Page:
Frames and Spokes and Chains

Meet Beeston’s bicycle collector

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A famous Nottingham company that most people will know is Raleigh, who evolved and popularised the bicycle. Frank Bowden founded Raleigh in 1888, after acquiring a small cycle making workshop in Raleigh Street.  By 1896 Raleigh was the largest cycle manufacturer in the world with bikes produced at their much missed factory in Lenton, made famous of course through the Sillitoe novel ‘Saturday Night, Sunday Morning’. Frank’s son Harold took over the business in 1921 and for a time lived at the manor house at Beeston Fields, now the golf club. Sadly the company folded in the late 1980s, and the site cleared for Nottingham University’s Jubilee Campus.

Beeston of course had it’s own bicycle factory, the Humber Works, formed by Thomas Humber in 1878.  They also branched out into making motorbikes and cars. In 1932 Humber sold their cycle patents to Raleigh, with Humber Cars ceasing trading in 1967.

Like a lot of people then, we were quite poor, so I used to make up bikes from old parts.

Unlike cars, bicycles don’t seem to attract the same level of fascination. Maybe people view bikes as just being two wheels and a saddle. Fortunately there’s one man in Beeston that’s doing his best to preserve the history of the humble pushbike. I first met Paul Page last January, when he appeared as an ‘I Am Beeston’ subject. During our chat, I discovered his passion for bicycles and preserving their history. Paul recently invited me to his house to see his collection of bikes and memorabilia. Arriving, I noticed an old, rusty bike propped up by a garden shed. “This is a 1904 Sunbeam safety cycle,” enthused Paul. “Introduced to replace penny-farthings. Hence ‘safety cycle’”.  Inside his large workshop, were many bike frames hanging up, waiting to be assessed. He has around 14 musette bags. These are small logoed bags that riders use to carry tools and food. Of course there’s one with Sid Standard’s name on it. I had to ask him if he had met Beeston’s cycling legend. “Sadly not. I think he died before we came to live in Beeston. But I do have one of his bikes, a 1984 Superbe 541 that was built by Peter Riches”.

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Rows of bikes, many ridden by famous cyclists, boxes full of memorabilia, and of course the obligatory Christmas tree fight for space in the spacious loft. Paul directs me to what looks like an old army bike. “This is a prototype Raleigh military bike from 1943. 50 were made, but only 6 survive. I think this is the only unrestored one. It was so over engineered, that it wasn’t taken up”. Paul then shines a light into a corner, where an old trike sits. “This was raced by David Duffield in 1962, when he went from Lands End to John O’Groats”. I ask Paul what made him interested in cycling. “I used to cycle as a kid. Like a lot of people then, we were quite poor, so I used to make up bikes from old parts. My dad rode a Hetchins bike. Would love to have one of them in the collection. I’d also like something from Beeston’s Cycling Club, and a Raleigh jersey. Talking of Raleigh, I’m really keen to own something from their Specialist Products Division. With so many local people working for Raleigh, someone must have something lurking in their garage”.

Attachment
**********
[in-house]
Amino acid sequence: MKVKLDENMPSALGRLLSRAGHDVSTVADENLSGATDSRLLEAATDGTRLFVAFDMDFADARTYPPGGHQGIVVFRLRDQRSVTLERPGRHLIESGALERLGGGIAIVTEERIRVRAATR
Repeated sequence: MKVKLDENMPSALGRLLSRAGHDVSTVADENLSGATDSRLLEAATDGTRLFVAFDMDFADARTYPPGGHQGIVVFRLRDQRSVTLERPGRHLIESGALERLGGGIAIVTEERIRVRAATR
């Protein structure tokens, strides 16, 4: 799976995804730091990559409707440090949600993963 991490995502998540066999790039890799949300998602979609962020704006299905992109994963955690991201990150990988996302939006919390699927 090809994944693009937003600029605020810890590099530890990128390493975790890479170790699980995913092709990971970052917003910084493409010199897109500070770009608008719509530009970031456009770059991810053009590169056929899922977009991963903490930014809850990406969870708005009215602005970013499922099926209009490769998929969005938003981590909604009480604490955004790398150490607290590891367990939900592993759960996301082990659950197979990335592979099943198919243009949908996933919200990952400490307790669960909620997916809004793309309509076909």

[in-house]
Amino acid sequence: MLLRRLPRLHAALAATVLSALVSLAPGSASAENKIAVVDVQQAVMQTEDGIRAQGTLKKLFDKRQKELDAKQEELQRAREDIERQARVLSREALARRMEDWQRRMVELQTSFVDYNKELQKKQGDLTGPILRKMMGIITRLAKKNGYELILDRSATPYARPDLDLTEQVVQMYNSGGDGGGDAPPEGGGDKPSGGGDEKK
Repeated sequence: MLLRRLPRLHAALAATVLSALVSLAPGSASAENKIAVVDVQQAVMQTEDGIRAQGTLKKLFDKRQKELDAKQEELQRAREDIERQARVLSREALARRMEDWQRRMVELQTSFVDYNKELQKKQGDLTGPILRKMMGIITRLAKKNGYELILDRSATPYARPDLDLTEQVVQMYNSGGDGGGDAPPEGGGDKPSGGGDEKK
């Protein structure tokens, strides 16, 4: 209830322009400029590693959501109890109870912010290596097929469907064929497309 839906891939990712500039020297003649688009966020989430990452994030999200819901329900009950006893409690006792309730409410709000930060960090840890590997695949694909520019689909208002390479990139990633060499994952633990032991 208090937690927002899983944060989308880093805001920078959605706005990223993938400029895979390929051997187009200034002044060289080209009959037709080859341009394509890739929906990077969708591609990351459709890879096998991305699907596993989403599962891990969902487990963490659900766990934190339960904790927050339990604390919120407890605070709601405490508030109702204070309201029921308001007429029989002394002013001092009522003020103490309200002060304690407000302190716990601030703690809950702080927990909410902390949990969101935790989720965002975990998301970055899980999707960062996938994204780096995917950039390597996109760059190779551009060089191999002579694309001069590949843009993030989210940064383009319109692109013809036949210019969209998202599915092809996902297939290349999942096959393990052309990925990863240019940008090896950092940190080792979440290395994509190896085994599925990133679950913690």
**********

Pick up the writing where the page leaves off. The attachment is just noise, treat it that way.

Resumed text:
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I was curious to know how Paul increases his collection. “It tends to be word of mouth. I also run an advert in Cycling Weekly. These bikes were designed to be used, and I try to make them road worthy. My wife Penny is a keen cyclist. We’ve ridden all over Europe. Sadly our children don’t share our enthusiasm, and will probably chuck the lot away when we go”. Back in Paul’s ‘man cave’, he shows me an old advertising sign for the Heart of the Midlands, now Rock City. “Something else I’ve saved from landfill”.

Paul obtained an ordinary looking gents Raleigh Popular bike in November, but it has a mystery attached to it. Purchased in Cardiff by David Thomas on 13th July 1935. Around the 11th February 1937, David disappeared. The bike had remained with the family until Paul purchased it. No one knows what happened to David. He was interested in ships, so may have gone to sea, losing his life during WW2. Or he just fancied doing a ‘Reggie Perrin’ and becoming something more exciting than an accounts clerk.

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Paul has a truly wonderful collection of cycling history and it’s a great shame that more don’t have the opportunity of seeing it. Beeston therefore needs a ‘museum of cycling’, so that Paul’s collection can be displayed properly.

If anyone has anything to do with vintage cycling that they’d like to offer Paul, then please get in touch through the Beestonian’s Facebook page. Of course if anyone can offer a large space that would be suitable for a museum, then we’d really love to hear from you too.

Words and photography by Christopher Frost

beeston, cycling

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